The Riksbank assumes that this year’s GDP could decrease by 6.9% or, in the event of a second wave of infections, by 9.7%. The NIER concluded that even though the Swedish economy will pick up speed in the third quarter, the particularly steep economic downturn will persist this year and also have a negative impact on the following year. For 2020, the Institute expects a decline of 5.7%, with growth of 3.4% in 2021.

The unemployment rate should linger at around 10% until the end of the year, and only start to slowly sink in the following years. The NIER assumes that the inflation rate could remain clearly under the target level of 2.0% over the next few years. Low government debt in Sweden allows fiscal policy a lot of elbowroom for further supporting measures. The Riksbank has also emphasized that it has not ruled out lowering interest rates. The krona is already relatively weak, and it is difficult to determine how an interest rate reduction would impact the current situation. Therefore, the NIER assumes that the interest rate will remain at 0.0%.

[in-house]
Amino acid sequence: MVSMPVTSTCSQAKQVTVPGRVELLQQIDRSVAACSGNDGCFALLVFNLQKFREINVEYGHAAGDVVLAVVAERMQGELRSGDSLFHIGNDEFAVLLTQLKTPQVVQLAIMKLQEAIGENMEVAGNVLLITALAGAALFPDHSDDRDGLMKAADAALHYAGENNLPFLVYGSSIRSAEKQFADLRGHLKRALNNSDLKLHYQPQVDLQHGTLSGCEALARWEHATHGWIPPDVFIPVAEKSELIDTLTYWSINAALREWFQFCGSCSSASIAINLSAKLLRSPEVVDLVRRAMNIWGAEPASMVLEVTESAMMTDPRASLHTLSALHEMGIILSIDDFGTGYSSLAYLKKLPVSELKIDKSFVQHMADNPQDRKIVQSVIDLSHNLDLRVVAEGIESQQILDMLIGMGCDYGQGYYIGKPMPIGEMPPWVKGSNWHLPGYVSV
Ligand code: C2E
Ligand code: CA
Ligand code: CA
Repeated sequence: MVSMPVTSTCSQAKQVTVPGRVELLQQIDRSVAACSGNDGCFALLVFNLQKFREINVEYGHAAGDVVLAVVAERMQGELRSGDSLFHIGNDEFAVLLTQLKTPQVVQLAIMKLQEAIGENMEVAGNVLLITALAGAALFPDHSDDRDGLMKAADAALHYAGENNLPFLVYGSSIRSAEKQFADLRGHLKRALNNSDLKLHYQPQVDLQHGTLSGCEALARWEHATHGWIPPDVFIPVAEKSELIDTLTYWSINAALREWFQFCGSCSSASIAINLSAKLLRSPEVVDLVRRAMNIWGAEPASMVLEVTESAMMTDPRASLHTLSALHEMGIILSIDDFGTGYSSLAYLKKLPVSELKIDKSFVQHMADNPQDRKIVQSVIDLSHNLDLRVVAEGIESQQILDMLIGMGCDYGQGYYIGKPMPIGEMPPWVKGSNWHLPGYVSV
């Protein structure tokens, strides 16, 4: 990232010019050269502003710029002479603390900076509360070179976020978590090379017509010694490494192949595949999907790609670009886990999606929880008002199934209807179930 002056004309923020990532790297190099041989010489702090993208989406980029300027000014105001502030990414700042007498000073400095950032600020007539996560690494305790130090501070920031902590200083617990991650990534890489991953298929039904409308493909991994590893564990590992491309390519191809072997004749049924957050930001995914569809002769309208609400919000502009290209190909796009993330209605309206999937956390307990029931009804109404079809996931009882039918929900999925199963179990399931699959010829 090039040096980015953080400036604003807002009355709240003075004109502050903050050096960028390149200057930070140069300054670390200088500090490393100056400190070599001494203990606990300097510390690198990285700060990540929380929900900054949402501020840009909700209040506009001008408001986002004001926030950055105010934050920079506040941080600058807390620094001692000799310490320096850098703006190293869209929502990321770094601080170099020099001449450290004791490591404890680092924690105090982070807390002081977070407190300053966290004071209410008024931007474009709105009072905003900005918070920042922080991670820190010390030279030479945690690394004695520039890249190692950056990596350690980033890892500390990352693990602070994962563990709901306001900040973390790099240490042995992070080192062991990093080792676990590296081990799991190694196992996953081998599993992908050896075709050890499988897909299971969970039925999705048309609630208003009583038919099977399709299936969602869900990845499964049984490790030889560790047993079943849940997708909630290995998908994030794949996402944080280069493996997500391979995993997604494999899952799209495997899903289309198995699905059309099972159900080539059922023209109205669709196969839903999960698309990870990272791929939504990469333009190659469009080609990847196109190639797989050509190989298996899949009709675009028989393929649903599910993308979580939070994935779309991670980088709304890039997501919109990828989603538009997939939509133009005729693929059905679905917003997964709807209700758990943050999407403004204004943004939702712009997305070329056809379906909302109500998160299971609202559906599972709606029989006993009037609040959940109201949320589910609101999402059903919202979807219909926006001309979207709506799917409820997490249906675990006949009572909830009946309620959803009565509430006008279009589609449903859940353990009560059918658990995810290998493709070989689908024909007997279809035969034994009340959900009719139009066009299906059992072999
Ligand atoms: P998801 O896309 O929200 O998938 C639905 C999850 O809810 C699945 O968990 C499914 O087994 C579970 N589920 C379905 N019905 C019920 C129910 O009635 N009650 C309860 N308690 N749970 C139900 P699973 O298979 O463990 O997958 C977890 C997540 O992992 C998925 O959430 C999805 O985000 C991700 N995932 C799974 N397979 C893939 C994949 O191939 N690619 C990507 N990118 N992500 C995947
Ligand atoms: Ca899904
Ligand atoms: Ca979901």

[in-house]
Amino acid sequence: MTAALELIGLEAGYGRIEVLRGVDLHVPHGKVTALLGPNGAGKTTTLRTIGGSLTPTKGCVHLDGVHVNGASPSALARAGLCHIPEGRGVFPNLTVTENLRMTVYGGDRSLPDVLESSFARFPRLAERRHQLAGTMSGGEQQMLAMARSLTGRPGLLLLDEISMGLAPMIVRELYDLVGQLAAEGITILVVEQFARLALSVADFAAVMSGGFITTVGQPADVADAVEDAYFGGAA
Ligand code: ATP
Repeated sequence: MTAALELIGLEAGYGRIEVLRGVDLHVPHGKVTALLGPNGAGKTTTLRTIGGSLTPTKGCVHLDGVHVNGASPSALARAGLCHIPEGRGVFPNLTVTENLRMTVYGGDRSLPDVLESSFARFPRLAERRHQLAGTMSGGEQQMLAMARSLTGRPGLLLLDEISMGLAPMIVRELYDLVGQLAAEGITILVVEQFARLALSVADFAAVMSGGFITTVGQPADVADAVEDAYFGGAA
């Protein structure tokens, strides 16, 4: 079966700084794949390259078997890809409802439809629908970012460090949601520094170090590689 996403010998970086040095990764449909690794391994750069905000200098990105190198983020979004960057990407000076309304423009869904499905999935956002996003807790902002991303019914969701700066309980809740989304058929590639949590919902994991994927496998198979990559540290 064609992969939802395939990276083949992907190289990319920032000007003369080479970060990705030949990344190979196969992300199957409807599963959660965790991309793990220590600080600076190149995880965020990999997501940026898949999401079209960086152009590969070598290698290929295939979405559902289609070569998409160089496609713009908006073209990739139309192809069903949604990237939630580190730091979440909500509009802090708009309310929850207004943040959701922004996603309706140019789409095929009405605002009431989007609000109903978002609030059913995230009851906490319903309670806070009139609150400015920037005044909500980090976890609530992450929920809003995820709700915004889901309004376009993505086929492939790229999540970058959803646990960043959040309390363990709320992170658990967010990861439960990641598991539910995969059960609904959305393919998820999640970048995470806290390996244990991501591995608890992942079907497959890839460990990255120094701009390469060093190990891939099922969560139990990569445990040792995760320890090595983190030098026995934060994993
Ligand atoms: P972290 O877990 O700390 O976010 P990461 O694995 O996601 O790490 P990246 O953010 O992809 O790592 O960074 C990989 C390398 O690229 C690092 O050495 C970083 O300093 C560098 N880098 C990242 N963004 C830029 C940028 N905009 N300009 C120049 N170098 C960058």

According to the Swedish Association of Public Housing Companies, Sveriges Allmännytta, the Swedish housing market is under considerable pressure. The population has grown significantly in the past few years and is expected to grow by more than 458,000 inhabitants in the period from 2020 to 2025 according to the latest forecast by Boverket – the Swedish National Board of Housing, Building and Planning. In the meantime, new construction has not been able to keep up with this population growth. Much of the country is facing a housing shortage, primarily in its urban areas. Even though the number of municipalities with a balanced housing market is increasing, 212 out of 290 municipalities reported a shortage of homes in Boverket’s residential property market survey for this year. This includes all the municipalities in the greater Stockholm, Gothenburg and Malmö regions. The supply of rental apartments in particular needs to be expanded; there is a shortage of apartments for low-income households as well as housing for people who have a weak position on the housing market for other reasons. The tense situation on the housing market is likely to continue in the future, but the number of municipalities still expecting a shortage of homes three years from now will be lower than it is today. In many municipalities, residential construction activity is hampered by high construction costs. Furthermore, strict lending requirements or difficulties faced by private individuals in being granted loans limit new construction.